Another state has joined the ranks in support of the injured and disabled. A doctor in a northern state had filed a long-term disability benefits claim stating that he was not able to work because of severe pain in his back. The insurance company denied his claim, so he appealed his case in federal court. His appeal was denied based on a discretionary clause in the insurance company's policy that required judges to review cases not on the merits of the claim, but on whether that denial met that insurance carrier's own standards. In Wisconsin and other states across the country, discretionary clauses like this one are still allowed, although it appears that this is changing rapidly.
In today's economy, many workers are concerned about job security. However, when an illness arises in a family, a worker can be forced to take unpaid leave leaving them concerned about having a job to return to. A recent article published about unpaid leave and the need for changes in the system could be relevant for Wisconsin workers in a similar situation.
Wisconsin workers who are employed by a company that has at least 50 employees working at least 20 weeks out of the current or past calendar year, or who work for a public agency, are entitled to certain benefits related to serious family or medical needs. These benefits are provided under the Family and Medical Leave Act, or FMLA. The federal law requires that employers allow workers to take unpaid leave to address certain medical or family matters, without risk of losing their job as a result.
Many workers with families often worry about becoming sick or their children becoming sick. Having to take unpaid leave can run the risk of putting a family in a financial struggle due to lost wages. The idea of employers being required to allow employees sick days with pay has been taken up in many states. However, some employers see paid sick days as too costly for their companies, and some locations which adopted the policy, including a Wisconsin city, have reversed the decision.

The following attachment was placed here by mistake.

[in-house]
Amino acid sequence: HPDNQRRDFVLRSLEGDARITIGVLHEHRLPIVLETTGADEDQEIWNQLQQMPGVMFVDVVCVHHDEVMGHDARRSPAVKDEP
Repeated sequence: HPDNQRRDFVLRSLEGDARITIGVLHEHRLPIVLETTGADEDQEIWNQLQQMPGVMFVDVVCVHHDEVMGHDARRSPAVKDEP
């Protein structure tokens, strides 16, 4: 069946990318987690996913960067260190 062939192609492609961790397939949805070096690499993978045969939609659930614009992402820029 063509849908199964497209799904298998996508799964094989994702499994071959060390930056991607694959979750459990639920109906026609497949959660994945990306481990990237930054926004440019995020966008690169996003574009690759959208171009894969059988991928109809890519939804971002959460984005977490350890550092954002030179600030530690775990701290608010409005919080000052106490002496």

A Wisconsin man is alleging that his offer of employment was wrongfully rescinded because of a perception that he is gay.
We often discuss the fact that employers in Wisconsin are prohibited by law from retaliating against employees who report wrongdoing, such as discrimination or harassment. Federal employees have very specific legal protections in this regard. The Whistleblower Protection Act, which was passed 1989, offers protections to federal employees who report the misconduct of the agencies they work for, allowing them to obtain compensation if they are retaliated against.
As we often discuss in this blog, employers here in Wisconsin are required to make certain accommodations for employees with disabilities. Under the Americans with Disabilities Act, employers must provide changes to a workplace or role--reasonable accommodations--in order to allow workers with disabilities to perform their jobs. Examples of such accommodations include modifying equipment, such as adding computer screen magnifiers or adjusting desk height, and adjusting schedules, among other things.